Today's poem is by Heather June Gibbons


Autumn leaves don't fall. The trees eject their dead
to survive the winter, the gaunt steer mounts the cow
in a brown field, a hearse slows all the same
for a deer or a skunk, and rake tines still break
the surface of the ground like the justified howls
of teething babies that pierce the tabernacle
or the chanting of priests as they flash their ancient signals.
Promise me that when the old man dies,
somebody will still feed the Jays.


Gone the iridescence of cellophane caught in a branch,
gone the wound up youths with their jejune and wiry follicles,
gone the jaunt and the feathery knuckles of barnacles,
gone the barnacles, for they have no heart, only a sinus
close to the esophagus, gone the coils of tobacco curing
like tangled red wigs from the barn rafters and the hungry
foals asleep at dawn, gone the edema and the groan,
and the diapered man cut down like a stand of Shagbark hickory,
his voice hauled out of him, a cord of stolen firewood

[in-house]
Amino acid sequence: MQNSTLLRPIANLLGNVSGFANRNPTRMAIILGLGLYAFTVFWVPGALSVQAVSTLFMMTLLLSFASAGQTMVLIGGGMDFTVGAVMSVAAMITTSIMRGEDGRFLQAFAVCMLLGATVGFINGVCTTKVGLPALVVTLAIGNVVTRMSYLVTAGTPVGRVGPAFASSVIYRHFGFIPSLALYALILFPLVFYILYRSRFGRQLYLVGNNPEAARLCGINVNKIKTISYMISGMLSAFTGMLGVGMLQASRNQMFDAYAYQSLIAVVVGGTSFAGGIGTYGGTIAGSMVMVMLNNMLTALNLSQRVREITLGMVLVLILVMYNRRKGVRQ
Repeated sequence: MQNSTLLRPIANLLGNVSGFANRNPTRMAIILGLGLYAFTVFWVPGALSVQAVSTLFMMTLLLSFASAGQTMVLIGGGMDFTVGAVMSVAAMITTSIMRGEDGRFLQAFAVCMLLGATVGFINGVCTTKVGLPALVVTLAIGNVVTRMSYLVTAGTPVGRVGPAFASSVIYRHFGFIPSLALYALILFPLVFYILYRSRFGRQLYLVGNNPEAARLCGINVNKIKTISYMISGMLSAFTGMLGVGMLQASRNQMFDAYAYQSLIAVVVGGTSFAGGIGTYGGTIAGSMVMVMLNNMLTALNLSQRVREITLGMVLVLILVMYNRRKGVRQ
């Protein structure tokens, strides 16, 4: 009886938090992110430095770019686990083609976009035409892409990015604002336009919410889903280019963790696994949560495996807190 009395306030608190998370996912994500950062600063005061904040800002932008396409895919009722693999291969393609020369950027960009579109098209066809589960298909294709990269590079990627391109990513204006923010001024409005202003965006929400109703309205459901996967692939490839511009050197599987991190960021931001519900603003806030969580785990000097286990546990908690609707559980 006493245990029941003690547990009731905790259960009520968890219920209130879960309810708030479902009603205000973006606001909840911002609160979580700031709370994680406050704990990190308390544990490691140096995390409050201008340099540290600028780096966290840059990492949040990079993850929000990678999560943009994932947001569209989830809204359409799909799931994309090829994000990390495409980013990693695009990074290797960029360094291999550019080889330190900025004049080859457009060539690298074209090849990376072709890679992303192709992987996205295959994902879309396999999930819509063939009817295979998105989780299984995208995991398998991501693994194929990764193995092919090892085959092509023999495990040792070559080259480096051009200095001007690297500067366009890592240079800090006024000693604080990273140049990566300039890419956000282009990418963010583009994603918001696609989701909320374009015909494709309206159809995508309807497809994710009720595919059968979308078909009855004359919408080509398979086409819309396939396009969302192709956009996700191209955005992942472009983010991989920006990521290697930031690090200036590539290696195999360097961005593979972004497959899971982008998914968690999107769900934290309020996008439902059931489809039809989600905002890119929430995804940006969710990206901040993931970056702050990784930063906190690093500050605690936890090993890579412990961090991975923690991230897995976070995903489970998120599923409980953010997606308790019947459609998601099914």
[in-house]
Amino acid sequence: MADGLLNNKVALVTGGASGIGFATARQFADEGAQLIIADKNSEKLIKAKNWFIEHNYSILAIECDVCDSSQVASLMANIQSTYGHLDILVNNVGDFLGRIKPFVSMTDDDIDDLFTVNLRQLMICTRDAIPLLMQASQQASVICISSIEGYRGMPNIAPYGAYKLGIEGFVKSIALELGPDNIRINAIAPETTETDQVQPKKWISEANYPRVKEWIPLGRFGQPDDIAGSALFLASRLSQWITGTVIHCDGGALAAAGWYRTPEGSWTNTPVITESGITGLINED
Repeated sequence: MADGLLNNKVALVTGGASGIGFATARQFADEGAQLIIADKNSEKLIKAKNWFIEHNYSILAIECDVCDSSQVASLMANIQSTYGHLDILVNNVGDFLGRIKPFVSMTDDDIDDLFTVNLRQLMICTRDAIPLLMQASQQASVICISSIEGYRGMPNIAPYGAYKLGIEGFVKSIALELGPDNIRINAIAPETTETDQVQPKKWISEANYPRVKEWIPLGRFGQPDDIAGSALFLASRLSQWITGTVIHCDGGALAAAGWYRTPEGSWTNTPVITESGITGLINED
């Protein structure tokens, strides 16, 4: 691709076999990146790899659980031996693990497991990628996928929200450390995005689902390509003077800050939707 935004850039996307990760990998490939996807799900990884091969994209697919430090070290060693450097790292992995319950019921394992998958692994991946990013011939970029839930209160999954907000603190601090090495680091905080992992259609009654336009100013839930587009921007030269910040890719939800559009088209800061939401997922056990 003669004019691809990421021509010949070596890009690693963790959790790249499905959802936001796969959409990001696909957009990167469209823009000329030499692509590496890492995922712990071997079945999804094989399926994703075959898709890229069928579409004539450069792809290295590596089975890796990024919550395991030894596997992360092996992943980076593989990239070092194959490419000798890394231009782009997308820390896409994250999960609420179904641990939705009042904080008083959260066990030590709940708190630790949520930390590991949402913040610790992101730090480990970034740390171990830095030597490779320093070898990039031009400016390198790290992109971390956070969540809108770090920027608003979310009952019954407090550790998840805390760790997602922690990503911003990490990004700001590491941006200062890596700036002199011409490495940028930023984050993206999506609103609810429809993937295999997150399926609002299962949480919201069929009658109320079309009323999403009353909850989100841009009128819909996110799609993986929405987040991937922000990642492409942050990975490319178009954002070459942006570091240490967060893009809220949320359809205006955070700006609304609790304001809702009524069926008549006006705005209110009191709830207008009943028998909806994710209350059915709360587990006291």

that burned before anyone remembered it was split.


Through the cataract of my sunglasses' cracked lens,
I see what the freight train sees: the ass-ends
of slumped houses, dogs dragging lengths of swing set chain,
Jays pricking bush berries with a brusque possessiveness.
How mean they are, I mean, how brave
to ignore the whiney flight patterns of small planes
and the busts of parking meters and all these other
signs of interference. Promise me that when this bouquet
shrivels, you will kick it off his grave.

Copyright © 2012 Heather June Gibbons All rights reserved
from Hayden's Ferry Review
Reprinted by Verse Daily® with permission

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